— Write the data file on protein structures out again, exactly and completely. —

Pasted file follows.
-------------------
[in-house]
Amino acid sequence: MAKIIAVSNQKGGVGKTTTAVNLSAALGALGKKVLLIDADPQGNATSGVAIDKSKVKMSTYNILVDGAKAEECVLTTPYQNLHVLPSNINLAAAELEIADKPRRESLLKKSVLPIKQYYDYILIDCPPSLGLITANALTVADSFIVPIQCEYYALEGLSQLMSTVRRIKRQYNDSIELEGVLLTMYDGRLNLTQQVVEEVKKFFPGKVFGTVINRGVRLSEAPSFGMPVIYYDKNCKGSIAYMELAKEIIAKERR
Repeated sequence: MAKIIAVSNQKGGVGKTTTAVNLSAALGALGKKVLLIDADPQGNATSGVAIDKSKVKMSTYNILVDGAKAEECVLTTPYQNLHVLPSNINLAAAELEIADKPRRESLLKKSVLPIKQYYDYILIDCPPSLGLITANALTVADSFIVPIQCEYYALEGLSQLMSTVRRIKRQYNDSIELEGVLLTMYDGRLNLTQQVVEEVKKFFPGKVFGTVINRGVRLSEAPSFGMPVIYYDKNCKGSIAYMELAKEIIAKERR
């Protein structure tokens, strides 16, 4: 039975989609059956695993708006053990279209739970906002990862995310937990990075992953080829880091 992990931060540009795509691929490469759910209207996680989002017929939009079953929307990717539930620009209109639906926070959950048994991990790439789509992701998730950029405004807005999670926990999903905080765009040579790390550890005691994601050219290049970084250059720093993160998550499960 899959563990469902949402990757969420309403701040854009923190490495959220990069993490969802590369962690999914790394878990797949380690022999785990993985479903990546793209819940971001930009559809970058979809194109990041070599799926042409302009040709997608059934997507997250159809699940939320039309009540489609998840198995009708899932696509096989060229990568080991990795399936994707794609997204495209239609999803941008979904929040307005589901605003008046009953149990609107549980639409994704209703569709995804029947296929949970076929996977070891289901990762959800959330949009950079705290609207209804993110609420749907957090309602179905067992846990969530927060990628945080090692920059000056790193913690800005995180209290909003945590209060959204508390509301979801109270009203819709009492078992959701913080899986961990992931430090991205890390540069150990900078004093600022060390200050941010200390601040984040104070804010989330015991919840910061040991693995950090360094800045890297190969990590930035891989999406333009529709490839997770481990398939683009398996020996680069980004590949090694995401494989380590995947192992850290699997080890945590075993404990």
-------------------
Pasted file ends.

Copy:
[in-house]
Amino acid sequence: MAKIIAVSNQKGGVGKTTTAVNLSAALGALGKKVLLIDADPQGNATSGVAIDKSKVKMSTYNILVDGAKAEECVLTTPYQNLHVLPSNINLAAAELEIADKPRRESLLKKSVLPIKQYYDYILIDCPPSLGLITANALTVADSFIVPIQCEYYALEGLSQLMSTVRRIKRQYNDSIELEGVLLTMYDGRLNLTQQVVEEVKKFFPGKVFGTVINRGVRLSEAPSFGMPVIYYDKNCKGSIAYMELAKEIIAKERR
Repeated sequence: MAKIIAVSNQKGGVGKTTTAVNLSAALGALGKKVLLIDADPQGNATSGVAIDKSKVKMSTYNILVDGAKAEECVLTTPYQNLHVLPSNINLAAAELEIADKPRRESLLKKSVLPIKQYYDYILIDCPPSLGLITANALTVADSFIVPIQCEYYALEGLSQLMSTVRRIKRQYNDSIELEGVLLTMYDGRLNLTQQVVEEVKKFFPGKVFGTVINRGVRLSEAPSFGMPVIYYDKNCKGSIAYMELAKEIIAKERR
């Protein structure tokens, strides 16, 4: 039975989609059956695993708006053990279209739970906002990862995310937990990075992953080829880091 992990931060540009795509691929490469759910209207996680989002017929939009079953929307990717539930620009209109639906926070959950048994991990790439789509992701998730950029405004807005999670926990999903905080765009040579790390550890005691994601050219290049970084250059720093993160998550499960 899959563990469902949402990757969420309403701040854009923190490495959220990069993490969802590369962690999914790394878990797949380690022999785990993985479903990546793209819940971001930009559809970058979809194109990041070599799926042409302009040709997608059934997507997250159809699940939320039309009540489609998840198995009708899932696509096989060229990568080991990795399936994707794609997204495209239609999803941008979904929040307005589901605003008046009953149990609107549980639409994704209703569709995804029947296929949970076929996977070891289901990762959800959330949009950079705290609207209804993110609420749907957090309602179905067992846990969530927060990628945080090692920059000056790193913690800005995180209290909003945590209060959204508390509301979801109270009203819709009492078992959701913080899986961990992931430090991205890390540069150990900078004093600022060390200050941010200390601040984040104070804010989330015991919840910061040991693995950090360094800045890297190969990590930035891989999406333009529709490839997770481990398939683009398996020996680069980004590949090694995401494989380590995947192992850290699997080890945590075993404990």